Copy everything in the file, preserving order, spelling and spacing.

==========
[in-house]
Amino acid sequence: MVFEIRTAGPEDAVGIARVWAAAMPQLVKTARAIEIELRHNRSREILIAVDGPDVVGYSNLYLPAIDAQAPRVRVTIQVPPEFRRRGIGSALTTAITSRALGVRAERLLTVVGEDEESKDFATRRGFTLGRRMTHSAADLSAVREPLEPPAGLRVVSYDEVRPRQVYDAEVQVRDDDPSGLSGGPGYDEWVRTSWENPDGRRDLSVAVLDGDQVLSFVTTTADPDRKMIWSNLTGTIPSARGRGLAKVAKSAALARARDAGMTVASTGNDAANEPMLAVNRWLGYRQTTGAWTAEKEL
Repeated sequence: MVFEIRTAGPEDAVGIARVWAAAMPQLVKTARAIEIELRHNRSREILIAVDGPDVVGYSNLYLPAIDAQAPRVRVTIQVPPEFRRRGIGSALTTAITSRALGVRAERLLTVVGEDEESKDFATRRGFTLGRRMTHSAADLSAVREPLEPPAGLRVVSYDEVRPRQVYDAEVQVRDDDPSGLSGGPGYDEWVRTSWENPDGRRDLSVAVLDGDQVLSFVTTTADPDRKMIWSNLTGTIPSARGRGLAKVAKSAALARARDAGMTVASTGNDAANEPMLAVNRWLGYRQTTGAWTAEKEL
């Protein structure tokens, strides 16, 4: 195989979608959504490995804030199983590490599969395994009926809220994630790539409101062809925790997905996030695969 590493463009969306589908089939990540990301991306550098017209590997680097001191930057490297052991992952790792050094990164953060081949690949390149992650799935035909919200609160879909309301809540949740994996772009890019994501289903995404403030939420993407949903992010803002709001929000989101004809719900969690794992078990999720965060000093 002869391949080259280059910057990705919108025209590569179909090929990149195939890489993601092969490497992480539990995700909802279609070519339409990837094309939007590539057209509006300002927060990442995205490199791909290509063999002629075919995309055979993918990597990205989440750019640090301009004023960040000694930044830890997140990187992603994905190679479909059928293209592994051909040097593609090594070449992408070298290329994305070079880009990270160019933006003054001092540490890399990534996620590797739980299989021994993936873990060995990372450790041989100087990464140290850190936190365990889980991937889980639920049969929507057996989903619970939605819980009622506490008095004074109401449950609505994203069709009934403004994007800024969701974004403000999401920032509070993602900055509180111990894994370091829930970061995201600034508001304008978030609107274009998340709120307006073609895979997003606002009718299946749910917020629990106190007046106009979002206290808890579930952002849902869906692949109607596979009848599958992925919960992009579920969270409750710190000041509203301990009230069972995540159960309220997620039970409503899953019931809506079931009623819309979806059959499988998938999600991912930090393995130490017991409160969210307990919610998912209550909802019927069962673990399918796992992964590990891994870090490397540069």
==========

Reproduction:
[in-house]
Amino acid sequence: MVFEIRTAGPEDAVGIARVWAAAMPQLVKTARAIEIELRHNRSREILIAVDGPDVVGYSNLYLPAIDAQAPRVRVTIQVPPEFRRRGIGSALTTAITSRALGVRAERLLTVVGEDEESKDFATRRGFTLGRRMTHSAADLSAVREPLEPPAGLRVVSYDEVRPRQVYDAEVQVRDDDPSGLSGGPGYDEWVRTSWENPDGRRDLSVAVLDGDQVLSFVTTTADPDRKMIWSNLTGTIPSARGRGLAKVAKSAALARARDAGMTVASTGNDAANEPMLAVNRWLGYRQTTGAWTAEKEL
Repeated sequence: MVFEIRTAGPEDAVGIARVWAAAMPQLVKTARAIEIELRHNRSREILIAVDGPDVVGYSNLYLPAIDAQAPRVRVTIQVPPEFRRRGIGSALTTAITSRALGVRAERLLTVVGEDEESKDFATRRGFTLGRRMTHSAADLSAVREPLEPPAGLRVVSYDEVRPRQVYDAEVQVRDDDPSGLSGGPGYDEWVRTSWENPDGRRDLSVAVLDGDQVLSFVTTTADPDRKMIWSNLTGTIPSARGRGLAKVAKSAALARARDAGMTVASTGNDAANEPMLAVNRWLGYRQTTGAWTAEKEL
């Protein structure tokens, strides 16, 4: 195989979608959504490995804030199983590490599969395994009926809220994630790539409101062809925790997905996030695969 590493463009969306589908089939990540990301991306550098017209590997680097001191930057490297052991992952790792050094990164953060081949690949390149992650799935035909919200609160879909309301809540949740994996772009890019994501289903995404403030939420993407949903992010803002709001929000989101004809719900969690794992078990999720965060000093 002869391949080259280059910057990705919108025209590569179909090929990149195939890489993601092969490497992480539990995700909802279609070519339409990837094309939007590539057209509006300002927060990442995205490199791909290509063999002629075919995309055979993918990597990205989440750019640090301009004023960040000694930044830890997140990187992603994905190679479909059928293209592994051909040097593609090594070449992408070298290329994305070079880009990270160019933006003054001092540490890399990534996620590797739980299989021994993936873990060995990372450790041989100087990464140290850190936190365990889980991937889980639920049969929507057996989903619970939605819980009622506490008095004074109401449950609505994203069709009934403004994007800024969701974004403000999401920032509070993602900055509180111990894994370091829930970061995201600034508001304008978030609107274009998340709120307006073609895979997003606002009718299946749910917020629990106190007046106009979002206290808890579930952002849902869906692949109607596979009848599958992925919960992009579920969270409750710190000041509203301990009230069972995540159960309220997620039970409503899953019931809506079931009623819309979806059959499988998938999600991912930090393995130490017991409160969210307990919610998912209550909802019927069962673990399918796992992964590990891994870090490397540069």